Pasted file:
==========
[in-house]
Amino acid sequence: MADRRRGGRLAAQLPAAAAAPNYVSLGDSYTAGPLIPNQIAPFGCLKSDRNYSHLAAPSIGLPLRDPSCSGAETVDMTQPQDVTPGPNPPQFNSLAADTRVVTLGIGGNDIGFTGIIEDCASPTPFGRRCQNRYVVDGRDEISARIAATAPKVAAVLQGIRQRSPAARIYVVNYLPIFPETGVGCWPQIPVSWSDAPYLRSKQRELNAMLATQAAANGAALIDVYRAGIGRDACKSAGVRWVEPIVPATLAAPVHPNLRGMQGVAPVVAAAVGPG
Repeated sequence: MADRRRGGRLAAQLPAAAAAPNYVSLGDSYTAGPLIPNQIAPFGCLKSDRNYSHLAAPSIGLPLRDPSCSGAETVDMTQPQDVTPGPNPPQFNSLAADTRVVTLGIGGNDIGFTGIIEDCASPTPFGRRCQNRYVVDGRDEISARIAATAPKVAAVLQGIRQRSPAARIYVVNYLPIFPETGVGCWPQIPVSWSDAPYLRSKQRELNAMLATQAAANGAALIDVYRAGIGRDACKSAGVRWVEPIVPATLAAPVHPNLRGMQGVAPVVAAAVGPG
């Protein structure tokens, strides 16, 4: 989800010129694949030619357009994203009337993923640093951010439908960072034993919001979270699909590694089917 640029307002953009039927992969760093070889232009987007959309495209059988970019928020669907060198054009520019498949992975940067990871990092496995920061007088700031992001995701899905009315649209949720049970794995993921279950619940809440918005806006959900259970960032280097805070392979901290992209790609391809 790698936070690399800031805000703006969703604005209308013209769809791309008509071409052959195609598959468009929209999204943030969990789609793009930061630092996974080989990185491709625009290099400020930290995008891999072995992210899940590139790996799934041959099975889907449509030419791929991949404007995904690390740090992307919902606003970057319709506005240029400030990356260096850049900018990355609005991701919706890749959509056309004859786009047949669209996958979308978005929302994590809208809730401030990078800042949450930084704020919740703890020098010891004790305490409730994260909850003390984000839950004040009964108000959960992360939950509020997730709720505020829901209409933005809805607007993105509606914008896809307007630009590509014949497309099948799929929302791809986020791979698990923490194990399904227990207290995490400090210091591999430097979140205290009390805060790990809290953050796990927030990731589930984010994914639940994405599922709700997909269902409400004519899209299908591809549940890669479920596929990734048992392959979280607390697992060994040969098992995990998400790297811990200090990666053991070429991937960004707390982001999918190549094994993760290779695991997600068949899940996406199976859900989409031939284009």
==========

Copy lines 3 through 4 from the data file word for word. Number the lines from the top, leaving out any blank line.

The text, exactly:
Repeated sequence: MADRRRGGRLAAQLPAAAAAPNYVSLGDSYTAGPLIPNQIAPFGCLKSDRNYSHLAAPSIGLPLRDPSCSGAETVDMTQPQDVTPGPNPPQFNSLAADTRVVTLGIGGNDIGFTGIIEDCASPTPFGRRCQNRYVVDGRDEISARIAATAPKVAAVLQGIRQRSPAARIYVVNYLPIFPETGVGCWPQIPVSWSDAPYLRSKQRELNAMLATQAAANGAALIDVYRAGIGRDACKSAGVRWVEPIVPATLAAPVHPNLRGMQGVAPVVAAAVGPG
């Protein structure tokens, strides 16, 4: 989800010129694949030619357009994203009337993923640093951010439908960072034993919001979270699909590694089917 640029307002953009039927992969760093070889232009987007959309495209059988970019928020669907060198054009520019498949992975940067990871990092496995920061007088700031992001995701899905009315649209949720049970794995993921279950619940809440918005806006959900259970960032280097805070392979901290992209790609391809 790698936070690399800031805000703006969703604005209308013209769809791309008509071409052959195609598959468009929209999204943030969990789609793009930061630092996974080989990185491709625009290099400020930290995008891999072995992210899940590139790996799934041959099975889907449509030419791929991949404007995904690390740090992307919902606003970057319709506005240029400030990356260096850049900018990355609005991701919706890749959509056309004859786009047949669209996958979308978005929302994590809208809730401030990078800042949450930084704020919740703890020098010891004790305490409730994260909850003390984000839950004040009964108000959960992360939950509020997730709720505020829901209409933005809805607007993105509606914008896809307007630009590509014949497309099948799929929302791809986020791979698990923490194990399904227990207290995490400090210091591999430097979140205290009390805060790990809290953050796990927030990731589930984010994914639940994405599922709700997909269902409400004519899209299908591809549940890669479920596929990734048992392959979280607390697992060994040969098992995990998400790297811990200090990666053991070429991937960004707390982001999918190549094994993760290779695991997600068949899940996406199976859900989409031939284009």